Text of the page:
Don Fry Commentary on WYPR
Recent separate decisions by elected leaders in Annapolis and Baltimore City raise some important issues relating to the balance of influence between developers and opponents of growth.
In May, the State of Maryland’s Board of Public Works denied a permit approval for a proposed 1,300-home waterfront community on Kent Island, citing concern over the environmental impact of the project. The denial came even though most of the 560-acre site was targeted for growth and the developer, in planning the project over eight years, complied with all laws and regulations.
A week earlier, a key Baltimore City Council committee denied its approval for construction of a $75 million, 23-story waterfront condo tower in Canton – a major area of city growth. This denial came after the project had been recommended by the city’s planners and its design review panel.
In both cases, elected officials were reacting to vocal outcries from nearby residents, who hailed the decisions to reject the projects as democracy in action. But these examples also define key points of contrast between politics and economics.
The Kent Island decision, for instance, plays well with key environmental and growth management constituencies.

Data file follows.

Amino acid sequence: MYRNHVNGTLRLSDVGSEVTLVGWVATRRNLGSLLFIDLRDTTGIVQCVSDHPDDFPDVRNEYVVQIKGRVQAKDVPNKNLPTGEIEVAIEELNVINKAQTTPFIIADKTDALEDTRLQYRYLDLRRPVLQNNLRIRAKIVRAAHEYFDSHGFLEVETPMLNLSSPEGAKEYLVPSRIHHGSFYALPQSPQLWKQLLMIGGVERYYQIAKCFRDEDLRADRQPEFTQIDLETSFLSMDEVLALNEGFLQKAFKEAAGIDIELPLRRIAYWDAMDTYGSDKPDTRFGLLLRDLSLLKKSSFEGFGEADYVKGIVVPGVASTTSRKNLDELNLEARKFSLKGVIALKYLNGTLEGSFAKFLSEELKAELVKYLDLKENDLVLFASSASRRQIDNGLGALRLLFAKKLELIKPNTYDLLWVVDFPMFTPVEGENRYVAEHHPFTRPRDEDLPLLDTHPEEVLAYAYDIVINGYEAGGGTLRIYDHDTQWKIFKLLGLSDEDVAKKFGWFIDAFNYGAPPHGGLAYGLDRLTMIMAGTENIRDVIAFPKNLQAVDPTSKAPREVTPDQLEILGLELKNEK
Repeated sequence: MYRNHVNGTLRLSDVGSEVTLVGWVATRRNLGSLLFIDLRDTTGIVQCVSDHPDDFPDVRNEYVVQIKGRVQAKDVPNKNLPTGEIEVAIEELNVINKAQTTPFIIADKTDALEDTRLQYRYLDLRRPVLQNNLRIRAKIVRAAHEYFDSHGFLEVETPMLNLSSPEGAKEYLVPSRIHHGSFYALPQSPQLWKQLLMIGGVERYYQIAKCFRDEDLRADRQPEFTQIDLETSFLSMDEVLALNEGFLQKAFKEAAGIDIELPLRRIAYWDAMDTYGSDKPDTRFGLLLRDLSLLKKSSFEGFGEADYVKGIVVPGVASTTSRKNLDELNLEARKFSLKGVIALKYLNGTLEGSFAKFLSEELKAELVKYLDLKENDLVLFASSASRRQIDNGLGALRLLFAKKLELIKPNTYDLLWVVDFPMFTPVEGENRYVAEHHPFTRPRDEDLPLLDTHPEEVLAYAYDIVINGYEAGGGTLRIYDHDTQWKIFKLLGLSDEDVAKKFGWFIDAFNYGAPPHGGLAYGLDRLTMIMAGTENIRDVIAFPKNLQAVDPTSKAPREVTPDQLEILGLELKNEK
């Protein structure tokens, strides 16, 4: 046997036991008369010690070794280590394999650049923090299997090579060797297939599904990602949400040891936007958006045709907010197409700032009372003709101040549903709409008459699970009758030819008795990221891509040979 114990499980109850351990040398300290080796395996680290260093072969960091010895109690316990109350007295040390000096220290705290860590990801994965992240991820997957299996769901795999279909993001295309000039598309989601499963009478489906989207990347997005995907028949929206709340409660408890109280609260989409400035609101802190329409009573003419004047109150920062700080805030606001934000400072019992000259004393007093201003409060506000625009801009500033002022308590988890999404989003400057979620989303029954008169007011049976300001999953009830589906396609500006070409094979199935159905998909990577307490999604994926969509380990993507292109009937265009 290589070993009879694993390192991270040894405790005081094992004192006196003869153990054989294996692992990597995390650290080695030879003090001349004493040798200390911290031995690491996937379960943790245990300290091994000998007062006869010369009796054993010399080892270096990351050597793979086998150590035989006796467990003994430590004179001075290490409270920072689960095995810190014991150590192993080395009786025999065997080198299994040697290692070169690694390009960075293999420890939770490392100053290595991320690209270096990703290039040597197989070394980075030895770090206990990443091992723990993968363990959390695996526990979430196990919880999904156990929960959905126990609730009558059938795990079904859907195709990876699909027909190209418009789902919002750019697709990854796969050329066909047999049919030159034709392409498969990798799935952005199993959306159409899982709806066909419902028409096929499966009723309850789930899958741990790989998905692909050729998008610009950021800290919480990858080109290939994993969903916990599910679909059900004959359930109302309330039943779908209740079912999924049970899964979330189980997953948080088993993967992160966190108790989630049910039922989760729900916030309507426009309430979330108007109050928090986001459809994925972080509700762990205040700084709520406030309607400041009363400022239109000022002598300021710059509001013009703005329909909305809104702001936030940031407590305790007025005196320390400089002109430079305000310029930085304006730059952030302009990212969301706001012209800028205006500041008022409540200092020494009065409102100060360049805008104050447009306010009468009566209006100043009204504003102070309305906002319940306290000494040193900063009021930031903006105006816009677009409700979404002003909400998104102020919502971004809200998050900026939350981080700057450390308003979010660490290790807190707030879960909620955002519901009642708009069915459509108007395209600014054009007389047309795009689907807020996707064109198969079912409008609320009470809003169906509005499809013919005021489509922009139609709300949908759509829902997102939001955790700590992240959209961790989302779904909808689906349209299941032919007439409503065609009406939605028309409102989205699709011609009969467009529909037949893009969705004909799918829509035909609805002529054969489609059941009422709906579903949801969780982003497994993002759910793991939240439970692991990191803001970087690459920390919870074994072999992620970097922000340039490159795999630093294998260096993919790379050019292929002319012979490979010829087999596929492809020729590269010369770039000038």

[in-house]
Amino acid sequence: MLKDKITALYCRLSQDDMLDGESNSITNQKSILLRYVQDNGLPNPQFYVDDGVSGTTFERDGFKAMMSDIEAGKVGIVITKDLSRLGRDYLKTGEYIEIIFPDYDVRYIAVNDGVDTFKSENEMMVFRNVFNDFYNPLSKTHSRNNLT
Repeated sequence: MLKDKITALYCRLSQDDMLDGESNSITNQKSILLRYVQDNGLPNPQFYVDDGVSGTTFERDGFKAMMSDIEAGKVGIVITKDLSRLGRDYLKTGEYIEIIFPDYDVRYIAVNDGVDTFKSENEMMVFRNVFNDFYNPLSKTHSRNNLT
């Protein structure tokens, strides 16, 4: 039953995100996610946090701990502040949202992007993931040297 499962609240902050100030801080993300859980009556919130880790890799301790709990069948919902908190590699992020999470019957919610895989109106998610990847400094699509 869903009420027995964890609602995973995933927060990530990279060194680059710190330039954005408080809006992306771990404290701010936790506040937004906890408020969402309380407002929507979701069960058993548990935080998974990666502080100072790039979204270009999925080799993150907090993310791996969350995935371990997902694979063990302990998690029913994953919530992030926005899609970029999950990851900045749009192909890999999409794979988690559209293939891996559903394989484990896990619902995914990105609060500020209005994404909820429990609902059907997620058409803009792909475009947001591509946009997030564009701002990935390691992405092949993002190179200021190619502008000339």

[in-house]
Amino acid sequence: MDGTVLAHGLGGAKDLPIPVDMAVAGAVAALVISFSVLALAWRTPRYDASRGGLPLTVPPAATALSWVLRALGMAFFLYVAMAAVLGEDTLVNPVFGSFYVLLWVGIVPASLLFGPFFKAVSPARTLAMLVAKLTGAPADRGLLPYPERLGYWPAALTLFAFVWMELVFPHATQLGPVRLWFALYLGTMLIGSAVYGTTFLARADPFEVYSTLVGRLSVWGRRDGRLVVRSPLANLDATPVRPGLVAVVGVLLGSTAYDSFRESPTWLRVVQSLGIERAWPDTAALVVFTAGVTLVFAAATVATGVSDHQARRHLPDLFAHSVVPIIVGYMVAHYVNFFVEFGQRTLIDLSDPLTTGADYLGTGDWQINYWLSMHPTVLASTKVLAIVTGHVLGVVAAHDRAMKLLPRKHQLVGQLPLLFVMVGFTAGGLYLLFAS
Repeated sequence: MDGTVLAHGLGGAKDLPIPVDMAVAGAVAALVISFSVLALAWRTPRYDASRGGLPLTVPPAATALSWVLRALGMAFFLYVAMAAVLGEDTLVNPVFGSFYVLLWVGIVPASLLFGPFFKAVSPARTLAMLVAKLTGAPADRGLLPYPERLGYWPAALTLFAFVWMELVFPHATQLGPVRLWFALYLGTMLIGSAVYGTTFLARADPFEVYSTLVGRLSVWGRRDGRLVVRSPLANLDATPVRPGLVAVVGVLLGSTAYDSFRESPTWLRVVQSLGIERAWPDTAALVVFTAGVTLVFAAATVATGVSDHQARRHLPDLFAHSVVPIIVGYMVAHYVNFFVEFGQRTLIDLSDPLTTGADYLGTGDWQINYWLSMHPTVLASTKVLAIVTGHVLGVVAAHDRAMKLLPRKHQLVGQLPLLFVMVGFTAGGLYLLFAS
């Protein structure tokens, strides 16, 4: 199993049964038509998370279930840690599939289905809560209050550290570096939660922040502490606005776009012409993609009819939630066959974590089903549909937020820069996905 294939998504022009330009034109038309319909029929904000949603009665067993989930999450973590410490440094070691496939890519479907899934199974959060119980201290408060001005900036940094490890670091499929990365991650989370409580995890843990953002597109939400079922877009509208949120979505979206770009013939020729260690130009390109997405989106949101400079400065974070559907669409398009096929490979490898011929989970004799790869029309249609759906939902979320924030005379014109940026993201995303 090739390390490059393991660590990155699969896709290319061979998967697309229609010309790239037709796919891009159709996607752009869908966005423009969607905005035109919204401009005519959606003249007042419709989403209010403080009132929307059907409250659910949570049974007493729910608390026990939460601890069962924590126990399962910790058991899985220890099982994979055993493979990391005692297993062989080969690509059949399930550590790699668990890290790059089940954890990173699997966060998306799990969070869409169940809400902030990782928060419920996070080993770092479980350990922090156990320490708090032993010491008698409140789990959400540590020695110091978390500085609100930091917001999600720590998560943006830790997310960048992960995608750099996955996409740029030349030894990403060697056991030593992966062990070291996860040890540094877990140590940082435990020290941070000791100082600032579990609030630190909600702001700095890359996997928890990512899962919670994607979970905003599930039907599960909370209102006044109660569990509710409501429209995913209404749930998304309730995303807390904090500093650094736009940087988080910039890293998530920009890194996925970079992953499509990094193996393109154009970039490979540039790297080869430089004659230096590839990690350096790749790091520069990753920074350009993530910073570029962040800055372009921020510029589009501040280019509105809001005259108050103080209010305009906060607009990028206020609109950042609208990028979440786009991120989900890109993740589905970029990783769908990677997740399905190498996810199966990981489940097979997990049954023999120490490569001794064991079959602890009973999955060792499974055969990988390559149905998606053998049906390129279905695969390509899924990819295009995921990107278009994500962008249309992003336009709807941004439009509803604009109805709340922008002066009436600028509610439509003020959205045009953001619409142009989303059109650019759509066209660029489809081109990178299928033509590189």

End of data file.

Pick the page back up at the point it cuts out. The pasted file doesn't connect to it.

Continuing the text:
However, such decisions contrary to legally-enacted policy play less well with businesses, who view consistency and predictability as a key element of a good economic climate. Businesses rely on government to adhere to the rules it enacts. To do otherwise raises concerns among potential future investors in Maryland projects.
The Baltimore example touches a different nerve. The City Council had the authority to reject the requested master plan changes needed for the Canton project … and it is an election year. But, the council’s decision to kill the project raises concern in a city that is aggressively seeking to grow its tax base which, per capita, is less than half of Baltimore County’s and a third of Howard County’s. The decision may also have the unintended consequences of making it difficult for the City Council to approve similar projects that receive approval by city agencies but face stiff neighborhood opposition.
Suburban counties can afford to accommodate “not in my backyard” anti-growth sentiment. Baltimore City may not have that luxury.
For the Regional Business Report, this is Don Fry, President and CEO of the Greater Baltimore Committee, for 88.1 WYPR, your NPR news station.